Mining grew by 21.6 percent nationally, according to the U.S. Department of Commerce report, contributing to growth in 48 states. That made Texas, West Virginia, and New Mexico the three fastest growing states, growing at 3.9 percent, 3.0 percent and 2.8 percent, respectively.

“I know the coal business like the back of my hand and the current spike in the coal market was one I saw coming, and our state Legislature refused to listen,” Justice said in a news release. “If you go back to the October 2016 debates for governor, I said that coal would rebound and that our severance tax collection would go up. Some people laughed at the time, and they were totally wrong.”

The governor’s office also reported that a new Reuters analysis shows U.S. coal exports have increased more than 60 percent this year due to soaring demand from Europe and Asia.


Comment by SW
2017-10-11 14:09:20

Looking forward to the EPA clean coal rules being reversed and the new DOE order to reverse some of inequalities created by subsidized wind and solar power.

Comment by OneAgainstMany
2017-10-11 16:38:35

Wind and solar don’t need to be subsidized. They are the new low-cost providers when it comes to energy.


Let’s not kid ourselves, coal and dirty energy is terrible. If you’ve spent any time in a large Chinese city, you’d be convinced that unregulated capitalism is a disaster for the environment and health. Pollution is a negative externality that is not accounted for without implicit state subsidies or some form of carbon tax.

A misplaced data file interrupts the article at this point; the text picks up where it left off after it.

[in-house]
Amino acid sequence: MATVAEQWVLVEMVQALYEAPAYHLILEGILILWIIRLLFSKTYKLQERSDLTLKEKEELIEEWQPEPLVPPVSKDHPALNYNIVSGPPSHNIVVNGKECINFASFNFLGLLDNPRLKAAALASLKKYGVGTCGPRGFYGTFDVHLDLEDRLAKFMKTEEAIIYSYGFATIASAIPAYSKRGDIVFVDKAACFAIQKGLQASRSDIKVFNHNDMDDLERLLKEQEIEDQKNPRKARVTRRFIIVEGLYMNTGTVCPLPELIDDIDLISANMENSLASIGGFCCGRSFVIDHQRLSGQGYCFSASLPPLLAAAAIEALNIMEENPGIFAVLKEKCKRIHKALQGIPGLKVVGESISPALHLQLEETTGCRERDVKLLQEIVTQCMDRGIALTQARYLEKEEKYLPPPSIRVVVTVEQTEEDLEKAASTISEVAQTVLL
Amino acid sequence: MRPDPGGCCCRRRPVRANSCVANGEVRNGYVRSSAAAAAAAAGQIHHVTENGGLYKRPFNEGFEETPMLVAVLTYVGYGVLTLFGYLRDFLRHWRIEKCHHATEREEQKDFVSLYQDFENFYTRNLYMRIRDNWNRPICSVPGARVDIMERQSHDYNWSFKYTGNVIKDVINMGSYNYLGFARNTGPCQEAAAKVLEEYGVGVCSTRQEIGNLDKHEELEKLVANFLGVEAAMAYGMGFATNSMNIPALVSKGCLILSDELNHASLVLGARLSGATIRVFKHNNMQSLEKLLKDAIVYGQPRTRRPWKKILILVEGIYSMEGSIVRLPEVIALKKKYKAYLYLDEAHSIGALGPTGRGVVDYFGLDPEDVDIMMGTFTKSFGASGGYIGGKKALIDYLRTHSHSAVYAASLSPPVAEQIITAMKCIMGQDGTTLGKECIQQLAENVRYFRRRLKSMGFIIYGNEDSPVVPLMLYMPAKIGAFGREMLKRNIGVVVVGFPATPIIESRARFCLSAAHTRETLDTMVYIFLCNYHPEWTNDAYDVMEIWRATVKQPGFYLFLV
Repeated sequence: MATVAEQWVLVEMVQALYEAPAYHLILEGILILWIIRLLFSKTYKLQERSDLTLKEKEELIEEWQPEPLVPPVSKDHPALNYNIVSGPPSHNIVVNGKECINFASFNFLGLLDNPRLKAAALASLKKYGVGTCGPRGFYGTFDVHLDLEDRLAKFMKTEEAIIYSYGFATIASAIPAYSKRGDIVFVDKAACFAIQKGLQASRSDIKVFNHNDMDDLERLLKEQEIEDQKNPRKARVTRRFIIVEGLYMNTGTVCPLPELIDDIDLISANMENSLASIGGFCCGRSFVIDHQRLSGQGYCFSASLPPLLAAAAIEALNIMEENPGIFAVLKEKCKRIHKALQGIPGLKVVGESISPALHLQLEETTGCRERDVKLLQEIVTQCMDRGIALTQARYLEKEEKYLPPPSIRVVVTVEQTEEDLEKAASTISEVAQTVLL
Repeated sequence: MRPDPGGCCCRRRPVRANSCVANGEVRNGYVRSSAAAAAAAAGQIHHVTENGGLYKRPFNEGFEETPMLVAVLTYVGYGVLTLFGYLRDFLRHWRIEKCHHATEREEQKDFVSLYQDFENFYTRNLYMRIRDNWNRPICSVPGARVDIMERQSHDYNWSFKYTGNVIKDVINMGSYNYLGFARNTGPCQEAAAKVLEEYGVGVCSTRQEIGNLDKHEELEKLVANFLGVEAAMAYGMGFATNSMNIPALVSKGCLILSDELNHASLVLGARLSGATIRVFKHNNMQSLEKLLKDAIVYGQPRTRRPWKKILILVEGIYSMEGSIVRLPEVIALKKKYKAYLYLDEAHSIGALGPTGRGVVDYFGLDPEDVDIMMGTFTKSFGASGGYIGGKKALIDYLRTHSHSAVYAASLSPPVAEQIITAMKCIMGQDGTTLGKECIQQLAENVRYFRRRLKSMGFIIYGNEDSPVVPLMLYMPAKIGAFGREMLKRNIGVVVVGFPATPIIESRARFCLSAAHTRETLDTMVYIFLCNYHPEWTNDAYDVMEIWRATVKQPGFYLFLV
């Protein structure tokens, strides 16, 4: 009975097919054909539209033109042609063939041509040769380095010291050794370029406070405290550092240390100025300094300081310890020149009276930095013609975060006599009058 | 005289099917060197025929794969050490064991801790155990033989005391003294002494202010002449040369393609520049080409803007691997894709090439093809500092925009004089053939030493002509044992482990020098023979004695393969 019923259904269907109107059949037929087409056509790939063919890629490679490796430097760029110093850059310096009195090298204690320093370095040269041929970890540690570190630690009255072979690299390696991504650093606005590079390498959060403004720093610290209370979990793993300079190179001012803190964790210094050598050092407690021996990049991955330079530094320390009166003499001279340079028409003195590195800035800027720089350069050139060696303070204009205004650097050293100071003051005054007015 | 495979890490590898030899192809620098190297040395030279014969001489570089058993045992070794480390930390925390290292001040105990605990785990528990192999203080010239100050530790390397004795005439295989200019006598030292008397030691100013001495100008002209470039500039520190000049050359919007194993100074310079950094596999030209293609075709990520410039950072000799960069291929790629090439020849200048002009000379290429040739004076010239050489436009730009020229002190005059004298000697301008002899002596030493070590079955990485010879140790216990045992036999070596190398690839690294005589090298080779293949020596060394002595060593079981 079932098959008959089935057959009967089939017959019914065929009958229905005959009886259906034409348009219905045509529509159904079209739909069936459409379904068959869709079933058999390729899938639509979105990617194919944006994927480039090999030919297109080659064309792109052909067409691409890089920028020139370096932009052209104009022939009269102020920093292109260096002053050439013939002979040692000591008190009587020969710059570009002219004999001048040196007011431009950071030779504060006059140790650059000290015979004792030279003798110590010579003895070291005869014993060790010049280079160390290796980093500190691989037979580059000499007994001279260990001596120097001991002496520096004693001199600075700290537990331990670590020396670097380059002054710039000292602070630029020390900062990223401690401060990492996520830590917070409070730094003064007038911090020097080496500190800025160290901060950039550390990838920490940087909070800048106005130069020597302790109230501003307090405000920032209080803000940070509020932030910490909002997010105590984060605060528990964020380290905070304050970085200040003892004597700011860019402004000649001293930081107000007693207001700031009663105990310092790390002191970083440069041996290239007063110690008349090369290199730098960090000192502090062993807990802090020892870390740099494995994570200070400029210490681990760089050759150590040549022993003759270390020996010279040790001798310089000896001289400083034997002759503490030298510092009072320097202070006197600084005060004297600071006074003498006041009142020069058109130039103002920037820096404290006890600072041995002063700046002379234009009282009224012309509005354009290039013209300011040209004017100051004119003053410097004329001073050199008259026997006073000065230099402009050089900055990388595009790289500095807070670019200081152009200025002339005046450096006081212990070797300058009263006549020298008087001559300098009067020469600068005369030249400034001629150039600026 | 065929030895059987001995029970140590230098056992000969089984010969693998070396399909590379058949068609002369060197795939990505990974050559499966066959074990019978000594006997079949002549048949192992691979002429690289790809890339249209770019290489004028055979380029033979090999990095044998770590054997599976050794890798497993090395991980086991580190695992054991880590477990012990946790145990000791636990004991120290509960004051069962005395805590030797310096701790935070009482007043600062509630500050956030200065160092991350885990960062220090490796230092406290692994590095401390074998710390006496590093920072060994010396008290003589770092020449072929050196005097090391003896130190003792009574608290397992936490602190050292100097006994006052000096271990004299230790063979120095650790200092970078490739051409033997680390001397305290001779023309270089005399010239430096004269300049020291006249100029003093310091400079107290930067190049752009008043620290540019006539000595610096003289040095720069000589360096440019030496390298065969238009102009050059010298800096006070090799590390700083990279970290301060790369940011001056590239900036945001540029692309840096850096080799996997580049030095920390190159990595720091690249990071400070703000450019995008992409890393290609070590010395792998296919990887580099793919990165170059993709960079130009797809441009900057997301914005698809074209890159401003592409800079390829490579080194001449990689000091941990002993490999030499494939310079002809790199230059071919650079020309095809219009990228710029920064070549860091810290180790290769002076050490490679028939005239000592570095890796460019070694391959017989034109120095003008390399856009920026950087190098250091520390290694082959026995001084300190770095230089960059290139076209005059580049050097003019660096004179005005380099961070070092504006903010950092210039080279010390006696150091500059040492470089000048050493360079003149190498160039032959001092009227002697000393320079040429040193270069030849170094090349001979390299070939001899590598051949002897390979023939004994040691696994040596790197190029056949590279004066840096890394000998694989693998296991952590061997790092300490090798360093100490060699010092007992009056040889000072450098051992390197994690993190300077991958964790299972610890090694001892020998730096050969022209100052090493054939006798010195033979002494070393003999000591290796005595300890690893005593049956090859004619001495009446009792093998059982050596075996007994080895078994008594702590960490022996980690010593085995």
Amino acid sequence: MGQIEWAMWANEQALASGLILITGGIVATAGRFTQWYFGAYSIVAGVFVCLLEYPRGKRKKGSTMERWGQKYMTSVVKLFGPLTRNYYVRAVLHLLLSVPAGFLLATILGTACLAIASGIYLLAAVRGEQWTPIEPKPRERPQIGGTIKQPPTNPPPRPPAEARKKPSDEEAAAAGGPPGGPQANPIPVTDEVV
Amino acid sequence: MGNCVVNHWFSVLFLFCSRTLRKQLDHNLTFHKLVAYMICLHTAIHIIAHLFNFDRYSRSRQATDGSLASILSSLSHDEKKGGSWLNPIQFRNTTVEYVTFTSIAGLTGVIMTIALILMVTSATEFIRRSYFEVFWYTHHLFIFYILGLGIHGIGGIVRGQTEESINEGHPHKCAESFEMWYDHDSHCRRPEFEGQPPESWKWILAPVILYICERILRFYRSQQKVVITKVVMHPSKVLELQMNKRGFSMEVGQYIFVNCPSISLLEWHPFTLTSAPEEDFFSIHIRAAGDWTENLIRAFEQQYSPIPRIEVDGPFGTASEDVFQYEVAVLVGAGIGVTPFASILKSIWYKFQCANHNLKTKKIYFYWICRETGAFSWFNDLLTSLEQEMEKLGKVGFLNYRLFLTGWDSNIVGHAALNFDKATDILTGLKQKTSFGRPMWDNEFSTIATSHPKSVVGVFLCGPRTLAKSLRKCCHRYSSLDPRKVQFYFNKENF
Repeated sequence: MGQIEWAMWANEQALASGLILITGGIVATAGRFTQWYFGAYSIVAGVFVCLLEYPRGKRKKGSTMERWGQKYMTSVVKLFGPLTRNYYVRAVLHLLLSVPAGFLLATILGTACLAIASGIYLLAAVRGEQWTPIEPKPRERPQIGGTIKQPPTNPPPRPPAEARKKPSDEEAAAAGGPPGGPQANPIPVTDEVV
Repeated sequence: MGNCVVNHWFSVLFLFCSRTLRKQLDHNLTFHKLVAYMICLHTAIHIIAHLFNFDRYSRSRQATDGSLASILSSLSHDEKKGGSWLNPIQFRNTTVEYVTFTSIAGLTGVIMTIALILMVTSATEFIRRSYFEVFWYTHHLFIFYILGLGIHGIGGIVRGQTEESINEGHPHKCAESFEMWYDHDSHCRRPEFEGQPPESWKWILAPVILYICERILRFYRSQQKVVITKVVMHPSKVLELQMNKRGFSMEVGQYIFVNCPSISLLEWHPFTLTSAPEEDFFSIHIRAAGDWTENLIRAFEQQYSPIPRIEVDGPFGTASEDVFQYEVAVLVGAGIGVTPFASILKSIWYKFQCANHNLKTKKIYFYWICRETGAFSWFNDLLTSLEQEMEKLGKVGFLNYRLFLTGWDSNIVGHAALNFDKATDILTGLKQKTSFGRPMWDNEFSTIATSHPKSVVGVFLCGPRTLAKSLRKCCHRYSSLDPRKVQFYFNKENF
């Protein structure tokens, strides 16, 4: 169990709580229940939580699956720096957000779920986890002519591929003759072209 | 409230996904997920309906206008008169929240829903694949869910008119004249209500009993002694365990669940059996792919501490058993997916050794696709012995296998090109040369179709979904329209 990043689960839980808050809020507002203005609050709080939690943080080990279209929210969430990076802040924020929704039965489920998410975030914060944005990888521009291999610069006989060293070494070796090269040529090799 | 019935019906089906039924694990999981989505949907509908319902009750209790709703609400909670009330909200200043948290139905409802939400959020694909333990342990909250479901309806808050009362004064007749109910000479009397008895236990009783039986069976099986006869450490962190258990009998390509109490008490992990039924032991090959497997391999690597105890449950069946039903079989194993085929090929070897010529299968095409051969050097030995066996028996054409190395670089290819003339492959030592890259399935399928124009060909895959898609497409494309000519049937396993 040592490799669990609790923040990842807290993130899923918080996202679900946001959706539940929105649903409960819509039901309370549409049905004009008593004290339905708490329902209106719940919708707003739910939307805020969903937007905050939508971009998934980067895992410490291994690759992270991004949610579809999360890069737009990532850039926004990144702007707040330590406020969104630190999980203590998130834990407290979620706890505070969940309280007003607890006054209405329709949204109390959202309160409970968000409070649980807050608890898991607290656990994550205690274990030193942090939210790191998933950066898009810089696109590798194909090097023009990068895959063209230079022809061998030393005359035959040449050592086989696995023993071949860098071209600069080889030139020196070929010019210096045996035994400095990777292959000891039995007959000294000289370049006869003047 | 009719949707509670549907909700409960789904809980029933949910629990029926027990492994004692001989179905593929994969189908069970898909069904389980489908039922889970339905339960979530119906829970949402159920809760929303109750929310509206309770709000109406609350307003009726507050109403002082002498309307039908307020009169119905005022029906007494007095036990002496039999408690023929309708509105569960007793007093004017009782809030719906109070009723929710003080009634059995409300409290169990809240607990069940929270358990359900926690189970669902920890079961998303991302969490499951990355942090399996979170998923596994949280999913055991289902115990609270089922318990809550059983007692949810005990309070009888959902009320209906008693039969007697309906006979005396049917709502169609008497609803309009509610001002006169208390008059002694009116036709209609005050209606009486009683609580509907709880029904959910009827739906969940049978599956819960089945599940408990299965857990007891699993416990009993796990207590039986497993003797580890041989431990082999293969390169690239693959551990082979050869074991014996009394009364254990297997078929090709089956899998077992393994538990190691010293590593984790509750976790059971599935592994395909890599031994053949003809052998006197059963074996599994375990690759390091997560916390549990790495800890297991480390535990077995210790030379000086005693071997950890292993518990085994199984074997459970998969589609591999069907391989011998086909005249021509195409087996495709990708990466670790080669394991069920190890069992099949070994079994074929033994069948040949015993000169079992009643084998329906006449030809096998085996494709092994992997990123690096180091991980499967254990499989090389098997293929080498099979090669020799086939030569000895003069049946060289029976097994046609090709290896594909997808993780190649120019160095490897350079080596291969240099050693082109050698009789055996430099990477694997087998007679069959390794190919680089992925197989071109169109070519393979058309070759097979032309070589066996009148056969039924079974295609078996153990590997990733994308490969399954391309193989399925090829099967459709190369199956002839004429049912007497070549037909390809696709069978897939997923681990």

Comment by MacBeth
2017-10-11 17:41:19

“Let’s not kid ourselves”

I’ll kid myself all I want, thanks. And pious individuals do not score points with me.

“If you’ve spent any time in a large Chinese city, you’d be convinced that unregulated capitalism is a disaster for the environment and health.”

Interestingly, most of us would agree with that statement. With the very notable caveat that China is not a capitalistic society. What has been happening in China in all sectors of its economy isn’t capitalism. Far from it.

“Pollution is a negative externality that is not accounted for without implicit state subsidies or some form of carbon tax.”


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Comment by Rental Watch
2017-10-11 17:46:38

Wind and solar don’t need to be subsidized.

Tell that to Solar City, who screamed bloody murder when Nevada threatened to cut off their subsidy (of grid infrastructure) through net metering.

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Comment by Taxpayers
2017-10-11 18:23:45

After 40 yrs w 40% subsidies (st ,fed,utility)
Solar is 1% of us electric
Got Nukes?

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Comment by MacBeth
2017-10-11 18:25:27

Whatever happened to natural gas?

Comment by BlueSkye
2017-10-12 05:47:12

Yeah, about kidding ourselves.

Solar and wind are not efficient enough to reproduce their own equipment, so are a tremendous waste of precious energy resources. Borrowing from the future, like all other aspects of this most wasteful of generations.

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Comment by Swordsman
2017-10-12 06:32:46

“Solar and wind are not efficient enough to reproduce their own equipment, so are a tremendous waste of precious energy resources. Borrowing from the future, like all other aspects of this most wasteful of generations.”

This is a myth largely. If you live in a sun light poor area you will have a lousy rate of return. OTH, if you live, as I do, in an area of abundant sun light they are very cost effective. My system paid for itself in 46 months and I took neither the federal tax credit or the state tax credit.

Here in southern New Mexico one can expect to see the recovery of the energy used to produce the PV module in as little as 30 months. This is not my opinion but the result of a study by the NMSU Photovoltaic Research Institute.

My point is if you live in Seattle buying PV makes about as much sense as my buying sand here in the desert.

Comment by BlueSkye
2017-10-12 07:37:52

“one can expect to see the recovery of the energy used to produce the PV module in as little as 30 months”